We look in vain in Chrysostom's writings for the Augustinian and Calvinistic doctrines of absolute predestination, total depravity, hereditary guilt, irresistible grace, perseverance of saints, or for the Lutheran theory of forensic and solifidian justification. He teaches that God foreordained all men to holiness and salvation, and that Christ died for all and is both willing and able to save all, but not against their will and without their free consent. The vessels of mercy were prepared by God unto glory, the vessels of wrath were not intended by God, but fitted by their own sin, for destruction. The will of man, though injured by the Fall, has still the power to accept or to reject the offer of salvation. It must first obey the divine call. |When we have begun,| he says, in commenting on John i.38, |when we have sent our will before, then God gives us abundant opportunities of salvation.| God helps those who help themselves. |When God,| he says, |sees us eagerly prepare for the contest of virtue, he instantly supplies us with his assistance, lightens our labors and strengthens the weakness of our nature.| Faith and good works are necessary conditions of justification and salvation, though Christ's merits alone are the efficient cause. He remarks on John vi.44, that while no man can come to Christ unless drawn and taught by the Father, there is no excuse for those who are unwilling to be thus drawn and taught. Yet on the other hand he fully admits the necessity of divine grace at the very beginning of every good action. |We can do no good thing at all,| he says, |except we are aided from above.| And in his dying hour he gave glory to God |for all things.|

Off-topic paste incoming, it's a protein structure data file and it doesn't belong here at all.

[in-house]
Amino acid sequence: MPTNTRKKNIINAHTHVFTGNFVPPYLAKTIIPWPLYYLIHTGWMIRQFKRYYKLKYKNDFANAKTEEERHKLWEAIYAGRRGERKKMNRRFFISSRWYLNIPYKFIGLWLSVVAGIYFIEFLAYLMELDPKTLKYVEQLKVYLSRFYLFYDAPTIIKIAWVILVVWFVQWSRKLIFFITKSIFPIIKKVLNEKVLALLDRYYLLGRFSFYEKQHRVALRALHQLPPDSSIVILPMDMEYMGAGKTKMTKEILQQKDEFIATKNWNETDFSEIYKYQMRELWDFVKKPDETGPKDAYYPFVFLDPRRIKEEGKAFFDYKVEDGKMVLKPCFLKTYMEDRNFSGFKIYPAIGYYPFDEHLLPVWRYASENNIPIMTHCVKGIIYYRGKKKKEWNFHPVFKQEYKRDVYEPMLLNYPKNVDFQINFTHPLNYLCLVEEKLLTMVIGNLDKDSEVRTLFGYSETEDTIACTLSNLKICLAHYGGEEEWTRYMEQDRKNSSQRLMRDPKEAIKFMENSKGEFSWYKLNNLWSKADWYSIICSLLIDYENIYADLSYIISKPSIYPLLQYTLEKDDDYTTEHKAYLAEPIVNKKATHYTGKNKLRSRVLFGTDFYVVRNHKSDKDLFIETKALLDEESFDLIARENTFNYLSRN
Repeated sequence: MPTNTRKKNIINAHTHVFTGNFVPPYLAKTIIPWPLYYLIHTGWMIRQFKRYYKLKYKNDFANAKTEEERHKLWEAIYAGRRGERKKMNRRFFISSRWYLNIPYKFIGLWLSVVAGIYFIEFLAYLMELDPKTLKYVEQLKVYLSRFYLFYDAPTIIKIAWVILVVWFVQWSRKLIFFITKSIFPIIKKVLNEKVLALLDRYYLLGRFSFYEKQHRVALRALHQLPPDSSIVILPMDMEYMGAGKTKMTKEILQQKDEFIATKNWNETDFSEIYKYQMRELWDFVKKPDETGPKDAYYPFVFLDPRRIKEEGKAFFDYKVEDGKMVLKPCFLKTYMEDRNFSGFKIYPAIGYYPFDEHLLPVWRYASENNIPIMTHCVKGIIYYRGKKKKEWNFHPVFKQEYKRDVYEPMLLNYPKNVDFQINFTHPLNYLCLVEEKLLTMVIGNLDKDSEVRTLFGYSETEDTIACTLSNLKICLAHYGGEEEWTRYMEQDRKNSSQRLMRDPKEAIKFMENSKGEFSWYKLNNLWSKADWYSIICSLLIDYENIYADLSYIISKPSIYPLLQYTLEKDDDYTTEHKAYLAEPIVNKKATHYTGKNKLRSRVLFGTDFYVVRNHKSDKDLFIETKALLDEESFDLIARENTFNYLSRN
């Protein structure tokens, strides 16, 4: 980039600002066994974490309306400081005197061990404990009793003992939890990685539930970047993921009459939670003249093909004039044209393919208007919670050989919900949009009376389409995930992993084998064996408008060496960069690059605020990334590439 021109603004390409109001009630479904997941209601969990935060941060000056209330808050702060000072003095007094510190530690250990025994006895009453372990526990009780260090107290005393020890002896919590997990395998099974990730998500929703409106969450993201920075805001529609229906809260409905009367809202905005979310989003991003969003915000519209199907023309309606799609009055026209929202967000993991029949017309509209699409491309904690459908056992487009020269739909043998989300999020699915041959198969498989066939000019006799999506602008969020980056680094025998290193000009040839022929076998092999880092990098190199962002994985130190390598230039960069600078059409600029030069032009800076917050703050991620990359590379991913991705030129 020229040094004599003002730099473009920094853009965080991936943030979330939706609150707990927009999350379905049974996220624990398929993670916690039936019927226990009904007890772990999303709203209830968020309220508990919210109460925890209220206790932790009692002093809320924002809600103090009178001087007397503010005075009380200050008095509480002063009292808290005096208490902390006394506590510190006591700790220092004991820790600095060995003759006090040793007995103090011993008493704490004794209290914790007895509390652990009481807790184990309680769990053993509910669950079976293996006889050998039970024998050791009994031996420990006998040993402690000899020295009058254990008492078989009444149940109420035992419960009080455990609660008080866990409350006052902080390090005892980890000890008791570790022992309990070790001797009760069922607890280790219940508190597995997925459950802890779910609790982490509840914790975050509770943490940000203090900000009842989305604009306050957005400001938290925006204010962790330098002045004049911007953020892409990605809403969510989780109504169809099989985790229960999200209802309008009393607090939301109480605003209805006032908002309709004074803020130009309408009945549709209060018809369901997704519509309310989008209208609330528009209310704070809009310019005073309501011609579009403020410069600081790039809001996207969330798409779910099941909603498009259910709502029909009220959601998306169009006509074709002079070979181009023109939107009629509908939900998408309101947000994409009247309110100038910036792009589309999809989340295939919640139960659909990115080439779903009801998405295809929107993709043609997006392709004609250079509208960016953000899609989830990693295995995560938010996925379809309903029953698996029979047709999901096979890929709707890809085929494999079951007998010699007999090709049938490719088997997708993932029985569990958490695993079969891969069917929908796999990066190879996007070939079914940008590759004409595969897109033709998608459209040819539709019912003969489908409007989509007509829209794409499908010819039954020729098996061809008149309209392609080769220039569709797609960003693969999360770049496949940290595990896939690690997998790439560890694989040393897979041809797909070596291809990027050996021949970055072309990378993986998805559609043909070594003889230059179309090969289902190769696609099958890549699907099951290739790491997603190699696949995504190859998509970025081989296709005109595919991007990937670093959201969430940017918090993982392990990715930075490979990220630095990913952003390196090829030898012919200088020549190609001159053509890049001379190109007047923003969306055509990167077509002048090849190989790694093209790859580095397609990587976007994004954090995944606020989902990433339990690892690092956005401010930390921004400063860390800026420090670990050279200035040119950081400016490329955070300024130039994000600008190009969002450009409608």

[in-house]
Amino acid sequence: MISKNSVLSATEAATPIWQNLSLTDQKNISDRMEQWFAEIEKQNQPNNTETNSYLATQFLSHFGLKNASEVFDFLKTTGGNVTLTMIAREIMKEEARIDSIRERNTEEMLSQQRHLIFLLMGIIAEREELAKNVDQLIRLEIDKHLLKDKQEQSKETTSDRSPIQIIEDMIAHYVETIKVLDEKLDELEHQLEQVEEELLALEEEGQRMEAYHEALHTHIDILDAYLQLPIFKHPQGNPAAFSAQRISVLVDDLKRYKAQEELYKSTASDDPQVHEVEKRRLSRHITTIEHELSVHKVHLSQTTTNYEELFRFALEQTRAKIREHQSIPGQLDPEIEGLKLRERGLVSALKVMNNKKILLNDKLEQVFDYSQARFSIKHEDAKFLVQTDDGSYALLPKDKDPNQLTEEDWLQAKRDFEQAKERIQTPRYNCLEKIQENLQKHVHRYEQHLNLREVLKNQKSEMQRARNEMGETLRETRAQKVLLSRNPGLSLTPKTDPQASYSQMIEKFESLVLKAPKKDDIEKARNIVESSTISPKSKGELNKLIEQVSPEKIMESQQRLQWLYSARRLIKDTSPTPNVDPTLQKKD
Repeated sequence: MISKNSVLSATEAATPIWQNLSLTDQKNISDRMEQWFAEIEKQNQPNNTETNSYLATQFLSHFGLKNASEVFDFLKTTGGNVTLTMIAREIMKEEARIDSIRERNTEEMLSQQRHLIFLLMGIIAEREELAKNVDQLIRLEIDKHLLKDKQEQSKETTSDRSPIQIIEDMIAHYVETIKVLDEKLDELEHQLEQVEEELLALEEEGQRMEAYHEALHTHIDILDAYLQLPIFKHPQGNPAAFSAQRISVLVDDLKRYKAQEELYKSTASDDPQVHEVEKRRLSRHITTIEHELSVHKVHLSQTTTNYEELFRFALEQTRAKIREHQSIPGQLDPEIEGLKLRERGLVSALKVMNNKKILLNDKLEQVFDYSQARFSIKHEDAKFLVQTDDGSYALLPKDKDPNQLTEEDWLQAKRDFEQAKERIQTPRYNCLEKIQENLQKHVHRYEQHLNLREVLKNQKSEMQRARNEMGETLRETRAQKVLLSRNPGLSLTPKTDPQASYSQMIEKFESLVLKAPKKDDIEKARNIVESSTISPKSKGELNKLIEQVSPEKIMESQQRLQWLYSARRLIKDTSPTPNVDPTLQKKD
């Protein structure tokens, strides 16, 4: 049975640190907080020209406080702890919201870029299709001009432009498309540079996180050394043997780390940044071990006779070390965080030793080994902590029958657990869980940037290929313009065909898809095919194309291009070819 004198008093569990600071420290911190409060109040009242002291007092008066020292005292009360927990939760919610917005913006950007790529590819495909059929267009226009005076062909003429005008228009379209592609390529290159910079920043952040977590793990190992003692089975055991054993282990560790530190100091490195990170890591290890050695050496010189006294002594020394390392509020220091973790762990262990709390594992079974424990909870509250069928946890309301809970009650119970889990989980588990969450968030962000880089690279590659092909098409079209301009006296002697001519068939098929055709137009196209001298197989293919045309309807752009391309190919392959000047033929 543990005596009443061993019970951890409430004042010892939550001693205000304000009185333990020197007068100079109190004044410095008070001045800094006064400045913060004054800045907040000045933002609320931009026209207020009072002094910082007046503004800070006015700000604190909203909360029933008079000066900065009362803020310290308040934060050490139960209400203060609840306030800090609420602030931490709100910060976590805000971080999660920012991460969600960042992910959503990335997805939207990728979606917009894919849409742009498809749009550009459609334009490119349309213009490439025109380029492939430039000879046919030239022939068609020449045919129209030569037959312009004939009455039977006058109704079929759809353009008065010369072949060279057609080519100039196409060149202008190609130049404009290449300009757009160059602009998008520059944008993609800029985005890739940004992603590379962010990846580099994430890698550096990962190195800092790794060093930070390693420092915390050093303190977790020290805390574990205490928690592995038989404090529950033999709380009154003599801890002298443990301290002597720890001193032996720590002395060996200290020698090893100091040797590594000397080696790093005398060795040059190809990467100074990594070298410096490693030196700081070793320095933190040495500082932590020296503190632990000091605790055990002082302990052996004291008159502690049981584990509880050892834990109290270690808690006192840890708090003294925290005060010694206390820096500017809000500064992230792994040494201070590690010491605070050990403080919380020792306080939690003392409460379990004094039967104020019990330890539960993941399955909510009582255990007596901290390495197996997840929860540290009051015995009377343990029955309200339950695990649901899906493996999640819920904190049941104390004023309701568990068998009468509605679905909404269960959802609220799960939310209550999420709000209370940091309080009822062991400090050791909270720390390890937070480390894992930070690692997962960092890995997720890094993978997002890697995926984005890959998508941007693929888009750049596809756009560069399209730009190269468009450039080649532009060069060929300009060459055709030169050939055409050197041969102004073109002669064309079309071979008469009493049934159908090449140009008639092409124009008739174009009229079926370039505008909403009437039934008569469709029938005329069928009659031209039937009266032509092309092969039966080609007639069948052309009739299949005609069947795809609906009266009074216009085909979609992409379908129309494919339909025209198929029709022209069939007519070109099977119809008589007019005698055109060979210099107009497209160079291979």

Thus Augustinians and Semi-Pelagians, Calvinists and Arminians, widely as they differ in theory about human freedom and divine sovereignty, meet in the common feeling of personal responsibility and absolute dependence on God. With one voice they disclaim all merit of their own and give all glory to Him who is the giver of every good and perfect gift and works in us |both to will and to work, for his good pleasure| (Phil. ii.12).